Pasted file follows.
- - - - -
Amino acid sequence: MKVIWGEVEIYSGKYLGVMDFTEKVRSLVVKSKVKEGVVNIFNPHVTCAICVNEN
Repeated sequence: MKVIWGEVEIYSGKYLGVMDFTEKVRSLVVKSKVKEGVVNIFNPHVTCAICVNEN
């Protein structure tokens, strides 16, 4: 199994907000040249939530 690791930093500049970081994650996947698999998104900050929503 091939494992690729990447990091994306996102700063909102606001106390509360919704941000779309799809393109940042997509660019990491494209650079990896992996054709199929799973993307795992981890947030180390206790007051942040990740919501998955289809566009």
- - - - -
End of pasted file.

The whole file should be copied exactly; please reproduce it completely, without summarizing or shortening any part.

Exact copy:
Amino acid sequence: MKVIWGEVEIYSGKYLGVMDFTEKVRSLVVKSKVKEGVVNIFNPHVTCAICVNEN
Repeated sequence: MKVIWGEVEIYSGKYLGVMDFTEKVRSLVVKSKVKEGVVNIFNPHVTCAICVNEN
């Protein structure tokens, strides 16, 4: 199994907000040249939530 690791930093500049970081994650996947698999998104900050929503 091939494992690729990447990091994306996102700063909102606001106390509360919704941000779309799809393109940042997509660019990491494209650079990896992996054709199929799973993307795992981890947030180390206790007051942040990740919501998955289809566009």